This commute sounds awful given a July 5, 2016 posting by Big Sur Kate that wrote, “I received a number of traffic reports from readers for Sunday, July 3. It was beyond a nightmare. Suzy Cowan Tennyson reported it took her 58 minutes to travel (between 4 and 4:58) what is usually 30 mins from River Inn to Rio RD. She counted the vehicles. 1736, South Bound only! She said at River Inn all day it was almost gridlock with all the cars headed southbound.” You can’t help but think that the bridges and highways will eventually buckle from the wear and tear of this congestion compacted over a period of time, and the number of accidents that can happen when tourists ignore basic traffic rules.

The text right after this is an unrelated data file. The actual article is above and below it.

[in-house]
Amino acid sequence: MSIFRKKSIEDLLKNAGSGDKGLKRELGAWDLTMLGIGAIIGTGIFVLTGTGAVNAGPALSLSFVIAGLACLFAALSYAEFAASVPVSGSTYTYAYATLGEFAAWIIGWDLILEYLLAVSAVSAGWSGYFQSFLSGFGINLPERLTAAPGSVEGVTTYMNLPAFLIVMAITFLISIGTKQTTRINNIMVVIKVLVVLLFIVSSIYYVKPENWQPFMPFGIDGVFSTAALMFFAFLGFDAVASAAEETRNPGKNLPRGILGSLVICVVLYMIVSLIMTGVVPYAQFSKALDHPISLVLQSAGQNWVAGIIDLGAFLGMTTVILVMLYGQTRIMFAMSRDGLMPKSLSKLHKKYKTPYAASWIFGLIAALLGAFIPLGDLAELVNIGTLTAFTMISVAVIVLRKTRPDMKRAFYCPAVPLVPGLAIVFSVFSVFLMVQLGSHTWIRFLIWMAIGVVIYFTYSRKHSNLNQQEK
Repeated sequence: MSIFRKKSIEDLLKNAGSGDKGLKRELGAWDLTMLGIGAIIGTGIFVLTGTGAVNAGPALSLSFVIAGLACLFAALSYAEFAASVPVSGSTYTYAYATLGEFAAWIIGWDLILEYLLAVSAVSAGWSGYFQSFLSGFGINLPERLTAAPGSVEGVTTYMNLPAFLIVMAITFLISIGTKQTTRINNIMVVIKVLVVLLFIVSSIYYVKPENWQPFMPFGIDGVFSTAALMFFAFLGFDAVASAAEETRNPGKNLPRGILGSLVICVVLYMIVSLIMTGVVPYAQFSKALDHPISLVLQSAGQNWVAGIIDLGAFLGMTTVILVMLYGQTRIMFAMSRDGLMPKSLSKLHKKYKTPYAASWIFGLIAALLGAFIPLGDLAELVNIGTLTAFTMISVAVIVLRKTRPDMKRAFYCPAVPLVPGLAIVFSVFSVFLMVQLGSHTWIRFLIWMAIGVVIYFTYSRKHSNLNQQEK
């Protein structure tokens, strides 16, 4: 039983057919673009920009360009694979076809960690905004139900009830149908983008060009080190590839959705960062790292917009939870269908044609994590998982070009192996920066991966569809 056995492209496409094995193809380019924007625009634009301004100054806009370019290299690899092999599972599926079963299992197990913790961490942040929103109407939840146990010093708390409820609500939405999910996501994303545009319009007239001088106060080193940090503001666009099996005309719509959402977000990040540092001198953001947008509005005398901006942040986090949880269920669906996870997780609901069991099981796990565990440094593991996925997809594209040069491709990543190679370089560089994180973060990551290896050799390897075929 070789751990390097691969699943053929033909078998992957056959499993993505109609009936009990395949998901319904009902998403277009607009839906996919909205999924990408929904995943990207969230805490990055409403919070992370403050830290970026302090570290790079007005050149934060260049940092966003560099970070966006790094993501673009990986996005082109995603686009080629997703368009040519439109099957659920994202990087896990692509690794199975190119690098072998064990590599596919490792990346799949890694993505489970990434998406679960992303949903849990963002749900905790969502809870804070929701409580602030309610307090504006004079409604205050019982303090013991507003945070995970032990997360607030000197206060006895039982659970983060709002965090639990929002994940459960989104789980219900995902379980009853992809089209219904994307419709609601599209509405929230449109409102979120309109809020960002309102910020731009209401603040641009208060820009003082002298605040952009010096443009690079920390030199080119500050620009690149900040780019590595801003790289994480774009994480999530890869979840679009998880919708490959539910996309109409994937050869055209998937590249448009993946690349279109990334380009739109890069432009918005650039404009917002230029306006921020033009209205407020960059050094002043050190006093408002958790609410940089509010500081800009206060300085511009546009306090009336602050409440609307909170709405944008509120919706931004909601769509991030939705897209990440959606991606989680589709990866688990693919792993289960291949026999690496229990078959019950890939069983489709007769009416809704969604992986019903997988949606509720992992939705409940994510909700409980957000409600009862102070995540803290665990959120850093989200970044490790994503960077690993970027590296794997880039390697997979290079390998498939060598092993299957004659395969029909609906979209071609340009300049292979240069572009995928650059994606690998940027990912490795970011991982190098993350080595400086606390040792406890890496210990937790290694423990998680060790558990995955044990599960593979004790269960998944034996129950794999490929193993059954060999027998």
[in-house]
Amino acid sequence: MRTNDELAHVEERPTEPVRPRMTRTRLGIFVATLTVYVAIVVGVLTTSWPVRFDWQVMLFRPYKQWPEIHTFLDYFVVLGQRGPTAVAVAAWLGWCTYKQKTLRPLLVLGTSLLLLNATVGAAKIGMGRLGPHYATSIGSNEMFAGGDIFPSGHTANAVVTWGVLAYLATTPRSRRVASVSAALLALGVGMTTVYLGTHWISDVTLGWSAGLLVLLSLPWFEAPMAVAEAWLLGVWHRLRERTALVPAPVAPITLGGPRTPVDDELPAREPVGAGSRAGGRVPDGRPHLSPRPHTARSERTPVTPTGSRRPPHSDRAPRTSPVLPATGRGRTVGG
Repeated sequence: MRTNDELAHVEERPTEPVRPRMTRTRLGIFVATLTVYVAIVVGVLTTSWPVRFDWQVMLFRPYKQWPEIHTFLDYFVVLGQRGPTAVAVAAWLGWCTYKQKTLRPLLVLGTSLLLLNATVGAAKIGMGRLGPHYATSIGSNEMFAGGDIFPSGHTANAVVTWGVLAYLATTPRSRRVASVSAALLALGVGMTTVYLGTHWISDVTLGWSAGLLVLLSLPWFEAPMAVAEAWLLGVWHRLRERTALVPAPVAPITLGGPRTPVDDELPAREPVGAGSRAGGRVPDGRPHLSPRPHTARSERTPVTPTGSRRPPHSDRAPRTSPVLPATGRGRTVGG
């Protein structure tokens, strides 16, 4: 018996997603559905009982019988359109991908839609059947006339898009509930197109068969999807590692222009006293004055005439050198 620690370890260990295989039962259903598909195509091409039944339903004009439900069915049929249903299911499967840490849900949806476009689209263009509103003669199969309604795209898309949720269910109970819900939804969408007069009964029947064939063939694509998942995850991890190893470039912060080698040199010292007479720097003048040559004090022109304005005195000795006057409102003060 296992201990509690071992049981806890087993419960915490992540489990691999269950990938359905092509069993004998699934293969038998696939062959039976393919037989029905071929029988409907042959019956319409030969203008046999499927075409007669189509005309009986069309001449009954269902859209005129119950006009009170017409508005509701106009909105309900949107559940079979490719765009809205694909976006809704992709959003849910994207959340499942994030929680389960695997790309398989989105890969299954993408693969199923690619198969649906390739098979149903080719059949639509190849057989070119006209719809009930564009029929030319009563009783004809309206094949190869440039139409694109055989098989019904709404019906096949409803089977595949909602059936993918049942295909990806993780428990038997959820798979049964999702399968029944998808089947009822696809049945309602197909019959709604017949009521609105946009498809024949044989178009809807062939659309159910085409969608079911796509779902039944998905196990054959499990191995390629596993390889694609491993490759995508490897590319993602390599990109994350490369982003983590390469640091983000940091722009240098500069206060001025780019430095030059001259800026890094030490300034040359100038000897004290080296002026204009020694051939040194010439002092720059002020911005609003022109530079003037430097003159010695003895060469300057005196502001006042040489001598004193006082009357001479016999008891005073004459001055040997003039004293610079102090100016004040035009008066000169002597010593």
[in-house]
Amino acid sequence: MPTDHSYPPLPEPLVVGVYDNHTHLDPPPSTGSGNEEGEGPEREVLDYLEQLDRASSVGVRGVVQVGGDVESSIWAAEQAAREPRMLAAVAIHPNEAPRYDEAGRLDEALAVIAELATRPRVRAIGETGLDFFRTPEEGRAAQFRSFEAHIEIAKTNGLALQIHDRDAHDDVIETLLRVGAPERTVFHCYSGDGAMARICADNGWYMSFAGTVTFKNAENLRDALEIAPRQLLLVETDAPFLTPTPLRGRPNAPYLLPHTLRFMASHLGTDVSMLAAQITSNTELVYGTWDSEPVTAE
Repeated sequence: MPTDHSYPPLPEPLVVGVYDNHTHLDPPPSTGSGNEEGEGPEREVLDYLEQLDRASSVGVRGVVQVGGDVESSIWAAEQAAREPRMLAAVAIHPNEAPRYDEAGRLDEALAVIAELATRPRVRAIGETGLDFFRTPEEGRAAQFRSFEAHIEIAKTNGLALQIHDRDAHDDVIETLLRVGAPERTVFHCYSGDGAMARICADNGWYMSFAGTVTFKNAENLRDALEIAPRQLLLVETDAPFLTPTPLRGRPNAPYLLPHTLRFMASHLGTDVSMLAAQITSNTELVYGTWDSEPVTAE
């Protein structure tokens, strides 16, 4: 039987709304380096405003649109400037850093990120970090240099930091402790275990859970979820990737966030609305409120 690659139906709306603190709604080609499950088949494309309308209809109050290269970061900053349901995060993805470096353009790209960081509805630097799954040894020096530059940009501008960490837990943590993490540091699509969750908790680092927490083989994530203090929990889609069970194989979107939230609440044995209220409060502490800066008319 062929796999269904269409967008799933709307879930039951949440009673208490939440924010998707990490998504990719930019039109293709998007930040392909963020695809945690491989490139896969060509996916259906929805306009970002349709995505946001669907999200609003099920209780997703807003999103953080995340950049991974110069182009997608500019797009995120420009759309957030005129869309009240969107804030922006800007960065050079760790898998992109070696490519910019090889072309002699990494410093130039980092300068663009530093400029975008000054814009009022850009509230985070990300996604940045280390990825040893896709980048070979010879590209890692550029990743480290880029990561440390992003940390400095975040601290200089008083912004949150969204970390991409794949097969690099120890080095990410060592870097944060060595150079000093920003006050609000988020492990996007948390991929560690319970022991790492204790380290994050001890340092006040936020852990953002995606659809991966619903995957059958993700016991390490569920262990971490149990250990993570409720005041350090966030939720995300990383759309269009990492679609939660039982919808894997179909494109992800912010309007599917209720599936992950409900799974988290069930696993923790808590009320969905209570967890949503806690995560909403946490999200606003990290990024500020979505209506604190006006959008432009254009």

“We, as a community, have always had a love/hate relationship with our tourists. We need them for the local economy, but we don’t like the absolutely unconscious people who will stop, park, lock their car IN THE MIDDLE OF THE HIGHWAY, in order to get a selfie,” Novoa wrote. There is an entire topic on her blog dedicated to tourist fails titled, “Loving Big Sur to Death.” The ongoing gallery of resident-submitted photos shows cars parked on turnoff roads blocking resident access (which is the equivalent of someone parking in front of your driveway), trash tangled in the bushes, and propane canisters left by the side of the road by illegal campers. The exasperation is palpable. Some people may feel this is a free-spirited way of camping—the romantic notion that you can just pull off the side of the road and pitch a tent under the stars—but in fact, the volume and frequency of illegal camping is ruining the very plant life that makes Big Sur special.